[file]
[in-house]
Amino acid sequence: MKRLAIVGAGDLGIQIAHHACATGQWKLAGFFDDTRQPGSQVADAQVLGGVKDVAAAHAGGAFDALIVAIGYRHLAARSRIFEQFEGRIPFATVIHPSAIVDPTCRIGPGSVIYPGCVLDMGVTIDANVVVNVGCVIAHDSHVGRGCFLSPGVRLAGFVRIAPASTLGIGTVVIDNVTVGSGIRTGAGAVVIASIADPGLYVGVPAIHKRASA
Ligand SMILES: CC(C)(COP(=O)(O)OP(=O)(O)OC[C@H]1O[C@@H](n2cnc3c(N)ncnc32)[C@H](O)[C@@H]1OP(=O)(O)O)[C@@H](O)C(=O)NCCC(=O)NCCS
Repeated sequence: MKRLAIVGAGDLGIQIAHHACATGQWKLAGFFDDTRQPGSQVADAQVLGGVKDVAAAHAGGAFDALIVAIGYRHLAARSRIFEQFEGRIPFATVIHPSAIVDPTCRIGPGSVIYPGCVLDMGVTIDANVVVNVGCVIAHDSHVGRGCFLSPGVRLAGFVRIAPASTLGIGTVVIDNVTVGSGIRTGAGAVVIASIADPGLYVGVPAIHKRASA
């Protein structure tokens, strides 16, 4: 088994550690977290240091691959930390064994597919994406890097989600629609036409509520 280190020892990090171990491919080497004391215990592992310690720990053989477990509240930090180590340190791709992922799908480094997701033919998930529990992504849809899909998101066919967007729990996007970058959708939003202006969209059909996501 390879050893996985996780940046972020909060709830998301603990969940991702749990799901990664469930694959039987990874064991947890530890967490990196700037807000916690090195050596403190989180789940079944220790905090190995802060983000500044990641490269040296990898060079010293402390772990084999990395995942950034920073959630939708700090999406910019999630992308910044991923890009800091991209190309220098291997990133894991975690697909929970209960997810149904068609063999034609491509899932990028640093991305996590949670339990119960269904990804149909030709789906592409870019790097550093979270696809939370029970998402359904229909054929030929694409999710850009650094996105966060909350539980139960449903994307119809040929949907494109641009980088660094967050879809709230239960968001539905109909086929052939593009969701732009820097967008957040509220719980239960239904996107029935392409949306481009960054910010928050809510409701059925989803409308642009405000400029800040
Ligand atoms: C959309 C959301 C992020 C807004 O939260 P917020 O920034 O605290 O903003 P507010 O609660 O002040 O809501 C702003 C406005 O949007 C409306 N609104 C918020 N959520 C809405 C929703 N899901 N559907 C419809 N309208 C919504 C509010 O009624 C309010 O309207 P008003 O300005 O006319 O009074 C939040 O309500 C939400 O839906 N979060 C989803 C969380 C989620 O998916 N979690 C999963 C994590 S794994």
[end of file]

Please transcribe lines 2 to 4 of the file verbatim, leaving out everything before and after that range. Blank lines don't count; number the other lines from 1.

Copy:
Amino acid sequence: MKRLAIVGAGDLGIQIAHHACATGQWKLAGFFDDTRQPGSQVADAQVLGGVKDVAAAHAGGAFDALIVAIGYRHLAARSRIFEQFEGRIPFATVIHPSAIVDPTCRIGPGSVIYPGCVLDMGVTIDANVVVNVGCVIAHDSHVGRGCFLSPGVRLAGFVRIAPASTLGIGTVVIDNVTVGSGIRTGAGAVVIASIADPGLYVGVPAIHKRASA
Ligand SMILES: CC(C)(COP(=O)(O)OP(=O)(O)OC[C@H]1O[C@@H](n2cnc3c(N)ncnc32)[C@H](O)[C@@H]1OP(=O)(O)O)[C@@H](O)C(=O)NCCC(=O)NCCS
Repeated sequence: MKRLAIVGAGDLGIQIAHHACATGQWKLAGFFDDTRQPGSQVADAQVLGGVKDVAAAHAGGAFDALIVAIGYRHLAARSRIFEQFEGRIPFATVIHPSAIVDPTCRIGPGSVIYPGCVLDMGVTIDANVVVNVGCVIAHDSHVGRGCFLSPGVRLAGFVRIAPASTLGIGTVVIDNVTVGSGIRTGAGAVVIASIADPGLYVGVPAIHKRASA